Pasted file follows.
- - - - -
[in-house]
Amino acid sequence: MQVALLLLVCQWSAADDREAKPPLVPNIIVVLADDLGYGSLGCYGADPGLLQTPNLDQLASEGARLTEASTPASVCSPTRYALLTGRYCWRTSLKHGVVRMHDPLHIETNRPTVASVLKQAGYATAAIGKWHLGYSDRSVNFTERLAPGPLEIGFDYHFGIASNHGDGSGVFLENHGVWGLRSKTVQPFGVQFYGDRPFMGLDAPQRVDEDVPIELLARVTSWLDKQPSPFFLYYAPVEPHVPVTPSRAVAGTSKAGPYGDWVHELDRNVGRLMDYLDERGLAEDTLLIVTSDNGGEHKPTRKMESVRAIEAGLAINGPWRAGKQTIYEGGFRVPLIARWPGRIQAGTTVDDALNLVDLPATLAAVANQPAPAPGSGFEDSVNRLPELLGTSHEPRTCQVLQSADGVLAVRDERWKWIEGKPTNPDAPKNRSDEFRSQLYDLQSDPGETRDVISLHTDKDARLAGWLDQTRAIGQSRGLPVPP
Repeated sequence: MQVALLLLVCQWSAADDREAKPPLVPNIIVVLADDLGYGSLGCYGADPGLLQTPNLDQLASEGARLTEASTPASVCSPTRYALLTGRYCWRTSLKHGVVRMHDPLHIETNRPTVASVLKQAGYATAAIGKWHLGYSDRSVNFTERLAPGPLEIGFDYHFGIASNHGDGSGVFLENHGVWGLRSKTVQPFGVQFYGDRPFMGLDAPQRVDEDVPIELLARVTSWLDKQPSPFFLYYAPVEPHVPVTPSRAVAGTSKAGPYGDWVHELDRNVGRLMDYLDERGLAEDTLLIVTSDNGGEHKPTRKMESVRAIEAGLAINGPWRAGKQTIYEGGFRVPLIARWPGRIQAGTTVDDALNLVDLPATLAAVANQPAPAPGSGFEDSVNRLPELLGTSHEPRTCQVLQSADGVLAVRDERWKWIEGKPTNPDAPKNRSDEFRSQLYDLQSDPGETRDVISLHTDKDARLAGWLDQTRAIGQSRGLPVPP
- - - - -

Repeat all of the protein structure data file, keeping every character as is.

[in-house]
Amino acid sequence: MQVALLLLVCQWSAADDREAKPPLVPNIIVVLADDLGYGSLGCYGADPGLLQTPNLDQLASEGARLTEASTPASVCSPTRYALLTGRYCWRTSLKHGVVRMHDPLHIETNRPTVASVLKQAGYATAAIGKWHLGYSDRSVNFTERLAPGPLEIGFDYHFGIASNHGDGSGVFLENHGVWGLRSKTVQPFGVQFYGDRPFMGLDAPQRVDEDVPIELLARVTSWLDKQPSPFFLYYAPVEPHVPVTPSRAVAGTSKAGPYGDWVHELDRNVGRLMDYLDERGLAEDTLLIVTSDNGGEHKPTRKMESVRAIEAGLAINGPWRAGKQTIYEGGFRVPLIARWPGRIQAGTTVDDALNLVDLPATLAAVANQPAPAPGSGFEDSVNRLPELLGTSHEPRTCQVLQSADGVLAVRDERWKWIEGKPTNPDAPKNRSDEFRSQLYDLQSDPGETRDVISLHTDKDARLAGWLDQTRAIGQSRGLPVPP
Repeated sequence: MQVALLLLVCQWSAADDREAKPPLVPNIIVVLADDLGYGSLGCYGADPGLLQTPNLDQLASEGARLTEASTPASVCSPTRYALLTGRYCWRTSLKHGVVRMHDPLHIETNRPTVASVLKQAGYATAAIGKWHLGYSDRSVNFTERLAPGPLEIGFDYHFGIASNHGDGSGVFLENHGVWGLRSKTVQPFGVQFYGDRPFMGLDAPQRVDEDVPIELLARVTSWLDKQPSPFFLYYAPVEPHVPVTPSRAVAGTSKAGPYGDWVHELDRNVGRLMDYLDERGLAEDTLLIVTSDNGGEHKPTRKMESVRAIEAGLAINGPWRAGKQTIYEGGFRVPLIARWPGRIQAGTTVDDALNLVDLPATLAAVANQPAPAPGSGFEDSVNRLPELLGTSHEPRTCQVLQSADGVLAVRDERWKWIEGKPTNPDAPKNRSDEFRSQLYDLQSDPGETRDVISLHTDKDARLAGWLDQTRAIGQSRGLPVPP